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A virtual LAN is a logically-independent network. Several VLANs can exist parallel on a single physical switch. A VLAN consists of all computers that behave as if connected to the same wire - even though they may actually be physically connected to different segments of a LAN. VLANs have to be configured by a network administrator. In the shown example, we have 3 VLANs that are characterized by different colors.

In order to make VLANs function correctly, VLAN-aware switches are needed and all MAC-layer packets (e.g. Ethernet frames) need a VLAN identifier in the header. This identifier makes clear to which VLAN a packet belongs and switches should forward it only to computers that belong to the same VLAN.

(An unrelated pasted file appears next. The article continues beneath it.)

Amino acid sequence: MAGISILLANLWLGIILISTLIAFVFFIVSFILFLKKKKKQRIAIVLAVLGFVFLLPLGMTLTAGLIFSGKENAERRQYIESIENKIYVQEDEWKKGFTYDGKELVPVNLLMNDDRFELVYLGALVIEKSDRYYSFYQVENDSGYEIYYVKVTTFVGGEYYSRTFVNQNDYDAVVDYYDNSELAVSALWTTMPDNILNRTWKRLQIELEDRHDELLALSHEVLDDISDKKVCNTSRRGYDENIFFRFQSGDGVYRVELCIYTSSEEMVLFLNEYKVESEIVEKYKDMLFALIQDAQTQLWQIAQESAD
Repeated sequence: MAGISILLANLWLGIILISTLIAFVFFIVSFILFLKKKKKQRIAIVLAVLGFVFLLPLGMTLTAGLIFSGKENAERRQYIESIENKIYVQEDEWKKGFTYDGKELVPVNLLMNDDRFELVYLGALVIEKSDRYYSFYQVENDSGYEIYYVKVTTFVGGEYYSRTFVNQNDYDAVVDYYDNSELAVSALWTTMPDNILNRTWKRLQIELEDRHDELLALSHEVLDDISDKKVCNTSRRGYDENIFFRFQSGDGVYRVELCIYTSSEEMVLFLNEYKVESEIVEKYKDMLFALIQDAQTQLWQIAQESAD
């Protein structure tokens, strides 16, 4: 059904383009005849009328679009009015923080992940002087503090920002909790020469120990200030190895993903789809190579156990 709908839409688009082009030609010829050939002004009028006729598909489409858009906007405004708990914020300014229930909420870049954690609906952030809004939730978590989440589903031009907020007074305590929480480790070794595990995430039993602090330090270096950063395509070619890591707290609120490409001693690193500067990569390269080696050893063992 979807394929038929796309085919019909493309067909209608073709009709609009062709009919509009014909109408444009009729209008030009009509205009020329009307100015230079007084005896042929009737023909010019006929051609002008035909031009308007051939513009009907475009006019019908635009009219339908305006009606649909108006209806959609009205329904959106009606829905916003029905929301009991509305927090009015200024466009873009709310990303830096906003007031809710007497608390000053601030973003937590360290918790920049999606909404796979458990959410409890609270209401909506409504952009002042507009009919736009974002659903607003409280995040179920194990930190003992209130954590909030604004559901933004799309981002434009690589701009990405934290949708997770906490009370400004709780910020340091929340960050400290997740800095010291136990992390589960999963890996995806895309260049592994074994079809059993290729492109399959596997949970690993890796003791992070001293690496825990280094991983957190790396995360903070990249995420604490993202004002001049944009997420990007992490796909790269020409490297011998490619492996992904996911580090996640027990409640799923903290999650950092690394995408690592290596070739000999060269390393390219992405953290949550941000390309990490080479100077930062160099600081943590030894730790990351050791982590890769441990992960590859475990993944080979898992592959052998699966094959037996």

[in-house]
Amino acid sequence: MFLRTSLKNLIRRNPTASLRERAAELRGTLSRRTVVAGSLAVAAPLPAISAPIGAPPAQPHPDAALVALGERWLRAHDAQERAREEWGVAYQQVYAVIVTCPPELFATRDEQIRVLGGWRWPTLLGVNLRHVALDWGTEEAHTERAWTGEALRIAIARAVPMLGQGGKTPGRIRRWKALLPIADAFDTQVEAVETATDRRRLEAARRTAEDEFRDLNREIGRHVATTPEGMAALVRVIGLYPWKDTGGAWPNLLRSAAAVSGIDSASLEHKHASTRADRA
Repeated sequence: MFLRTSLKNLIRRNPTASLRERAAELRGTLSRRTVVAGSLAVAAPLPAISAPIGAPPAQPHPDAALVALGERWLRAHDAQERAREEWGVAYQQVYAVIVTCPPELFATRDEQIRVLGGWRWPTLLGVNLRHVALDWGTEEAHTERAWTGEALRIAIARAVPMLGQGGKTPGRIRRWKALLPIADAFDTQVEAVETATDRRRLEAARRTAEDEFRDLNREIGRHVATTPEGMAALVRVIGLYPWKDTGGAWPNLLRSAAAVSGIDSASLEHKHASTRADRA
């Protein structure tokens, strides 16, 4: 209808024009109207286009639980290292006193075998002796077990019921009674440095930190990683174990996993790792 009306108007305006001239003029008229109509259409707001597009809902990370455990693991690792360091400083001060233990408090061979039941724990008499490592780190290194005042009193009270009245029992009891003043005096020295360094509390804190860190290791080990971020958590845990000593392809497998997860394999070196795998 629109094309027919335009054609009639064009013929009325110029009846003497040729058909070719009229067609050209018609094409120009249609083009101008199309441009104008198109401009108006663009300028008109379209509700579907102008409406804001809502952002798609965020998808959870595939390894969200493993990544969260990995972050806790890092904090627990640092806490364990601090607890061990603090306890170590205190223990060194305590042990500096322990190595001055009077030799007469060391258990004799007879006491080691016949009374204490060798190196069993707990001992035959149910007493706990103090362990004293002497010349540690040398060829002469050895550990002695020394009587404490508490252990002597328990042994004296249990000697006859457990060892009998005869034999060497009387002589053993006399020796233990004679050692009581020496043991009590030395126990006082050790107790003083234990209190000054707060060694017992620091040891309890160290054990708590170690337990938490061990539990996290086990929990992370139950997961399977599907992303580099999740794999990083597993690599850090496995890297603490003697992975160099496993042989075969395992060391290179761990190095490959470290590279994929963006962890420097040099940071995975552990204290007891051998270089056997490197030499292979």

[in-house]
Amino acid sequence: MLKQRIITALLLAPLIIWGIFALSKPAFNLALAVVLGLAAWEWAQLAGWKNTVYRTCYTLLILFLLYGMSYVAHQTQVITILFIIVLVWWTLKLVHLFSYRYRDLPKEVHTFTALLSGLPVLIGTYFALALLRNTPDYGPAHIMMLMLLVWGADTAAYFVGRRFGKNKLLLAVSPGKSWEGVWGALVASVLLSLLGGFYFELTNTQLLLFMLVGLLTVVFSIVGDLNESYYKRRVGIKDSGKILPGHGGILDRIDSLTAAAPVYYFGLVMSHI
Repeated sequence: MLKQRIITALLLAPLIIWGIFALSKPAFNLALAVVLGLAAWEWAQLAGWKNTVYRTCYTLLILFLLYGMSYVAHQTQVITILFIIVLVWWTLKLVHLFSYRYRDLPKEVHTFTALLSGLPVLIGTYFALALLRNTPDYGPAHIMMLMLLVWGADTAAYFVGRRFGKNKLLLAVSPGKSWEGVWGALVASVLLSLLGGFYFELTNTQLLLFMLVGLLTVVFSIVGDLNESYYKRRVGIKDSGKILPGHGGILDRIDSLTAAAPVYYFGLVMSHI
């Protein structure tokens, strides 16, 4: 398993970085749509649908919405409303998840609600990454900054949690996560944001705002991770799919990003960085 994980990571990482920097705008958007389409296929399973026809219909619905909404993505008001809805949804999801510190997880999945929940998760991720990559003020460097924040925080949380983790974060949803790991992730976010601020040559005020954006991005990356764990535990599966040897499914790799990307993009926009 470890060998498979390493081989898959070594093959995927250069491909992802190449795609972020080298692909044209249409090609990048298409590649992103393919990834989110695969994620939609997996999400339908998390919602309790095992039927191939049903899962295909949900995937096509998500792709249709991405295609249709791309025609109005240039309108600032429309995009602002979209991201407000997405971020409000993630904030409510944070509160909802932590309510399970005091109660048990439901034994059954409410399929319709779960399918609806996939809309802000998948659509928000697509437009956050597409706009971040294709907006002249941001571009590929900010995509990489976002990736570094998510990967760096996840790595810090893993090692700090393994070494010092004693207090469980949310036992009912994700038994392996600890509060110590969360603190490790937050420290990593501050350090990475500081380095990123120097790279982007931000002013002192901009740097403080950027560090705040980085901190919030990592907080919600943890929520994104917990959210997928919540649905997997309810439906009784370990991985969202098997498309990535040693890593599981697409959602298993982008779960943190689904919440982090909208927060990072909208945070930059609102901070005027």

Since not all computers are VLAN-aware, there exist two possibilities to tag the MAC-layer packet with a VLAN identifier:
  • Explicit Tagging: VLAN-aware hosts generate tagged packets directly and the switches forward these tagged packets.
  • Implicit Tagging: In this case the hosts are not VLAN-aware and now the switch has to build a tagged frame based on its knowledge of the sender's VLAN membership. Typically the VLAN membership is configured by ports or by MAC addresses.
Try implicit or explicit tagging by yourself!